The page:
Christ will be revealed as the crucified and resurrected victor over sin, death and hell, not as the avenger or retaliator. Christ will be revealed as the Everlasting One and leader of life. He will judge according to the justice he proclaimed and practiced through his community with sinners and tax collectors. Otherwise no one could recognize him.
God’s justice is a creative justice. The victims of sin and violence are supported, healed and brought to life by God’s righteousness. The perpetrators of sin and violence will experience a rectifying transformative justice. They will change by being redeemed together with their victims. The crucified Christ who encounters them together with their victims will save them. They will “die off” in their atrocities to be “reborn” to a new life.
Helping and supporting the victims and straightening the perpetrators as the victory of God’s creative justice over everything godless, not the great reckoning with rewards and punishments. This victory of divine justice leads to God’s great day of reconciliation on this earth, not to the division into blessed and damned.
Seen this way, the Last Judgement is not the end of God’s works. It is only the first step of a transformation out of transitoriness into intransitoriness. The new eternal creation will be created on the foundation of justice. Because the judgement serves this new creation of all things, its future-oriented justice is creative and not only a requiting justice referring to the past. It was the mistake of Christian tradition in picture and concept, piety and teaching to only see the judgement over the past of this world and not God’s new world through the judgement.
If a social judging occurs in the Last Judgement, it is in truth a cosmic judgement because the coming Christ is also the cosmic Christ. Already in the psalms, YHWH is called “to judge the earth.” All shattered relations in creation must be straightened out so the new creation can stand on the solid ground of justice and abide in eternity. All creatures should share in eternal being and in God’s eternal vitality. That will be a fundamental change of the cosmos and life. “God will indwell all things and be present in all things.” Then the nothingness will be destroyed and death annihilated. The power of evil will be broken and separated from all creatures. The misery of separation from the living God – sin – will end. Hell will be destroyed. Then the reign of glory will begin.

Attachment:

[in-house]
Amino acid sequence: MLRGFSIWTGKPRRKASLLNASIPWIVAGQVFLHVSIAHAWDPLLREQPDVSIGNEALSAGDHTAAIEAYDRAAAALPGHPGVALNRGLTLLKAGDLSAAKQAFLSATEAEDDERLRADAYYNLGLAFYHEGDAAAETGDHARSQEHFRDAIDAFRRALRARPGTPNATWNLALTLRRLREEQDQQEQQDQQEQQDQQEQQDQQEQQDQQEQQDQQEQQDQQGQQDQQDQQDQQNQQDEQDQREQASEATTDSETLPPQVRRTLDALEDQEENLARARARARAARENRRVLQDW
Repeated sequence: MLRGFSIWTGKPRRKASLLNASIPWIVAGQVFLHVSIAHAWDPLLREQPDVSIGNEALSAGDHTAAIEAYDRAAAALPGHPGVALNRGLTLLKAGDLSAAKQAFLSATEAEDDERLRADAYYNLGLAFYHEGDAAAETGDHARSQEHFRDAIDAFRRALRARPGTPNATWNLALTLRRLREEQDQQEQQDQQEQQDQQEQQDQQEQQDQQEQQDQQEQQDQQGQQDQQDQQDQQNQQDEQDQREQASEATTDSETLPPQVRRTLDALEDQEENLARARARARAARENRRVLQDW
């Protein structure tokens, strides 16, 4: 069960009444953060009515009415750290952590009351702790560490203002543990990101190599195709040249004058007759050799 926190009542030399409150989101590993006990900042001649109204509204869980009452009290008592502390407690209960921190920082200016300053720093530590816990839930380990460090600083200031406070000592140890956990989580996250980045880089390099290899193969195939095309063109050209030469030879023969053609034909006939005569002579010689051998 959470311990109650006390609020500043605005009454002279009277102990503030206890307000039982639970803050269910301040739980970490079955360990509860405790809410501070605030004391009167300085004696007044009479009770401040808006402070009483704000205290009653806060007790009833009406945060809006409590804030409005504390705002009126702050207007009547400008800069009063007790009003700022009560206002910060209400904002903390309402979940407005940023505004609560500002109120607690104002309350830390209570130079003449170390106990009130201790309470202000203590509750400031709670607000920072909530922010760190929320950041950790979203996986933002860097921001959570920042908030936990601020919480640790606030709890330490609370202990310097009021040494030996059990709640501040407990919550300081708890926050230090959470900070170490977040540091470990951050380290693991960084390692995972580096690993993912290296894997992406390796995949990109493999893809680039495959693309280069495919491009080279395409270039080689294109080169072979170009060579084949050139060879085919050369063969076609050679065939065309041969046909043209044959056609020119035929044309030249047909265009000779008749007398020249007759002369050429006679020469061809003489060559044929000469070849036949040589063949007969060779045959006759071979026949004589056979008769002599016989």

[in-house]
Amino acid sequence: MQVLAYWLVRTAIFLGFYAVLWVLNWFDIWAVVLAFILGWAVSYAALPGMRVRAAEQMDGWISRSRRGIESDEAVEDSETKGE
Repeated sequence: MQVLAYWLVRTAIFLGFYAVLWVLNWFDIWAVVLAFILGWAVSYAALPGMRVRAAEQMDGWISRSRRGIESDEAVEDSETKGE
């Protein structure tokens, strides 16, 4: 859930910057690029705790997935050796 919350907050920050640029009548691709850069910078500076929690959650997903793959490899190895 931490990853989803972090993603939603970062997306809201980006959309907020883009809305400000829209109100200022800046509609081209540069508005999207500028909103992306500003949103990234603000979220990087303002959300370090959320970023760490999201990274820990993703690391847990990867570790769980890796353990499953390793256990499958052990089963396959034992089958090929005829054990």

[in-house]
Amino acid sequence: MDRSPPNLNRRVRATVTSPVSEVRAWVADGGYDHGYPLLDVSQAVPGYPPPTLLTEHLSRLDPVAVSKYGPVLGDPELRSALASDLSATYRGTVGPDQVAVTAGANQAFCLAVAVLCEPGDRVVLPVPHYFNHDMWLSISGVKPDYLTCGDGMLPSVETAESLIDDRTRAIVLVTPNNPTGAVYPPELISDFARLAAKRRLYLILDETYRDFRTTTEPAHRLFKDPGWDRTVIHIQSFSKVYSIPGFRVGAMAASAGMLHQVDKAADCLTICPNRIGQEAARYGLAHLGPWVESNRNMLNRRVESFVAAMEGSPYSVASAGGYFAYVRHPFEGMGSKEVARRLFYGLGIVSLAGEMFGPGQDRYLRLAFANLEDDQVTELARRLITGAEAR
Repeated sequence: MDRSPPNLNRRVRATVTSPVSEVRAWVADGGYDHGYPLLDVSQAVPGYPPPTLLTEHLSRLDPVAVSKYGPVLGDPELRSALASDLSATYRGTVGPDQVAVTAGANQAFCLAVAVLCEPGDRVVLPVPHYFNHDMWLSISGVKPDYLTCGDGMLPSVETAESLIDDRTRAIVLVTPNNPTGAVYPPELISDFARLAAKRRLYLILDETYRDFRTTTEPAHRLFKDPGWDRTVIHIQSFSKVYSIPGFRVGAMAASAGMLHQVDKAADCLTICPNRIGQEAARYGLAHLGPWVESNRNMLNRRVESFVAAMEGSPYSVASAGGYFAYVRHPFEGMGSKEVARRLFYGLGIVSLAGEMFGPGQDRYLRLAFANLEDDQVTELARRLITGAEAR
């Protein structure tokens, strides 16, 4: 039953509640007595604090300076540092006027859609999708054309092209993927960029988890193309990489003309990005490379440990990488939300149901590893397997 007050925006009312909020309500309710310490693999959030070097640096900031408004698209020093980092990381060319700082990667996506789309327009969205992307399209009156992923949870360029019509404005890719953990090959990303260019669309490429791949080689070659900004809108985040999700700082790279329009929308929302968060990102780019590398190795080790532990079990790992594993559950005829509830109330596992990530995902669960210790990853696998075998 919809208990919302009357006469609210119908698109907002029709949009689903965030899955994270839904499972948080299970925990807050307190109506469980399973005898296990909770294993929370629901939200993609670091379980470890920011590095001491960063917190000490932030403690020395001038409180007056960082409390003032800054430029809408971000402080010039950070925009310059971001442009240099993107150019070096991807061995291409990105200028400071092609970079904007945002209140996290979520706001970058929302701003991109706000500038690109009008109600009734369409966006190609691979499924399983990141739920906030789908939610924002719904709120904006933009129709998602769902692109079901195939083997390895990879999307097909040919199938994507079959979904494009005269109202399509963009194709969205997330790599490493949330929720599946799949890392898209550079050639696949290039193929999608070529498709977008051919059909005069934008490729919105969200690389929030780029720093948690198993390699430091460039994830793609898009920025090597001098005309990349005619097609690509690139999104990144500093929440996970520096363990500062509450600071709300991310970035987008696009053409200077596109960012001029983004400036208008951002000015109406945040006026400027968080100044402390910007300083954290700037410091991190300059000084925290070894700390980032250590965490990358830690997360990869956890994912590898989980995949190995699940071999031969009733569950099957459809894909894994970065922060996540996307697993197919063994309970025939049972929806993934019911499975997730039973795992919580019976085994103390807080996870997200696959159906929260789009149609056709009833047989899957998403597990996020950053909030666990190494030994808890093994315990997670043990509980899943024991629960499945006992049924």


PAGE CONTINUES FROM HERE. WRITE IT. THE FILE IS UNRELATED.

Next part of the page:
[Source: Publik-Forum; HT: Marc Batko, via Jürgen Moltmann group]
I like this approach, but doesn’t it leave out some key pieces of Scripture? Christ specifically says he’ll separate off the sheep and the goats. Is Moltmann saying this is only temporary, that the goats will be rehabilitated (into sheep, perhaps)? Does the rich man in the Lazarus parable finally get to realise he was selfish, and is redeemed? Do the angels separate the wheat from the tares only to have Christ put them back together again?
Moltmann makes good sense in arguing that the Creator God doesn’t seem to be the same as the judging God, but “both” of them seem to be strongly visible in the Old and the New Testaments, and the judging God doesn’t always seem to be quite so friendly as Moltmann would like to have us think.